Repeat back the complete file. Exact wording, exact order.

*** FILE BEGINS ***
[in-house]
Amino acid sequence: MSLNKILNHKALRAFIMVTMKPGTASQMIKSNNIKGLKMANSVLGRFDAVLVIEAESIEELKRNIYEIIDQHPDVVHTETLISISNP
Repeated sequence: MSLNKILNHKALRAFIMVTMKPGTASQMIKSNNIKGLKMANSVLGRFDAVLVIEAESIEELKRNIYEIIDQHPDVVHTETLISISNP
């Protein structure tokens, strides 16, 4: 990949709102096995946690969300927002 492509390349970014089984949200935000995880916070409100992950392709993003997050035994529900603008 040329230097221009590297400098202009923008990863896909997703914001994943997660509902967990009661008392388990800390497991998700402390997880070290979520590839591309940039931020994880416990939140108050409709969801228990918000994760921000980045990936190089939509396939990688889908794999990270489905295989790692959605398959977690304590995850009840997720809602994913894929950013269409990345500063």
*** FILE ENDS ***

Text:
[in-house]
Amino acid sequence: MSLNKILNHKALRAFIMVTMKPGTASQMIKSNNIKGLKMANSVLGRFDAVLVIEAESIEELKRNIYEIIDQHPDVVHTETLISISNP
Repeated sequence: MSLNKILNHKALRAFIMVTMKPGTASQMIKSNNIKGLKMANSVLGRFDAVLVIEAESIEELKRNIYEIIDQHPDVVHTETLISISNP
């Protein structure tokens, strides 16, 4: 990949709102096995946690969300927002 492509390349970014089984949200935000995880916070409100992950392709993003997050035994529900603008 040329230097221009590297400098202009923008990863896909997703914001994943997660509902967990009661008392388990800390497991998700402390997880070290979520590839591309940039931020994880416990939140108050409709969801228990918000994760921000980045990936190089939509396939990688889908794999990270489905295989790692959605398959977690304590995850009840997720809602994913894929950013269409990345500063």